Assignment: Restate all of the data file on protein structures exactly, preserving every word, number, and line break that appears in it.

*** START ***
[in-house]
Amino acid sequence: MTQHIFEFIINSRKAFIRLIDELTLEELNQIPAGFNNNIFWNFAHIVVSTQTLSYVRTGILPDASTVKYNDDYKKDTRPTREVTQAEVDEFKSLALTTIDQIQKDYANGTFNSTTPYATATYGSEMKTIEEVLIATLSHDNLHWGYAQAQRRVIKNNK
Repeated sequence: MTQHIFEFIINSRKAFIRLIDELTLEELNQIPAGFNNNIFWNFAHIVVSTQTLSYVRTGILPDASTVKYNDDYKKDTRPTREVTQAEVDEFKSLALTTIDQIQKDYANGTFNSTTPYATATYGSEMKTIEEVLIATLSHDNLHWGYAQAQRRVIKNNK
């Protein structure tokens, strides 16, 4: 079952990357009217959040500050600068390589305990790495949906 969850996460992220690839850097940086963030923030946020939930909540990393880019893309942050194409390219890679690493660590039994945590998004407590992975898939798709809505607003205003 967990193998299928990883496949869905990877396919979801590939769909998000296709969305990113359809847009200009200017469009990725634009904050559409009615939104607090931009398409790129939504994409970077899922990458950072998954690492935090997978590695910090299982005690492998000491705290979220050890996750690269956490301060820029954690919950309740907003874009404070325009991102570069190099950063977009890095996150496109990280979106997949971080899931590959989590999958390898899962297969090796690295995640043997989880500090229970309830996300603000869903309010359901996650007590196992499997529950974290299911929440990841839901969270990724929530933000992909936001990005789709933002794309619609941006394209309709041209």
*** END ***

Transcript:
[in-house]
Amino acid sequence: MTQHIFEFIINSRKAFIRLIDELTLEELNQIPAGFNNNIFWNFAHIVVSTQTLSYVRTGILPDASTVKYNDDYKKDTRPTREVTQAEVDEFKSLALTTIDQIQKDYANGTFNSTTPYATATYGSEMKTIEEVLIATLSHDNLHWGYAQAQRRVIKNNK
Repeated sequence: MTQHIFEFIINSRKAFIRLIDELTLEELNQIPAGFNNNIFWNFAHIVVSTQTLSYVRTGILPDASTVKYNDDYKKDTRPTREVTQAEVDEFKSLALTTIDQIQKDYANGTFNSTTPYATATYGSEMKTIEEVLIATLSHDNLHWGYAQAQRRVIKNNK
């Protein structure tokens, strides 16, 4: 079952990357009217959040500050600068390589305990790495949906 969850996460992220690839850097940086963030923030946020939930909540990393880019893309942050194409390219890679690493660590039994945590998004407590992975898939798709809505607003205003 967990193998299928990883496949869905990877396919979801590939769909998000296709969305990113359809847009200009200017469009990725634009904050559409009615939104607090931009398409790129939504994409970077899922990458950072998954690492935090997978590695910090299982005690492998000491705290979220050890996750690269956490301060820029954690919950309740907003874009404070325009991102570069190099950063977009890095996150496109990280979106997949971080899931590959989590999958390898899962297969090796690295995640043997989880500090229970309830996300603000869903309010359901996650007590196992499997529950974290299911929440990841839901969270990724929530933000992909936001990005789709933002794309619609941006394209309709041209």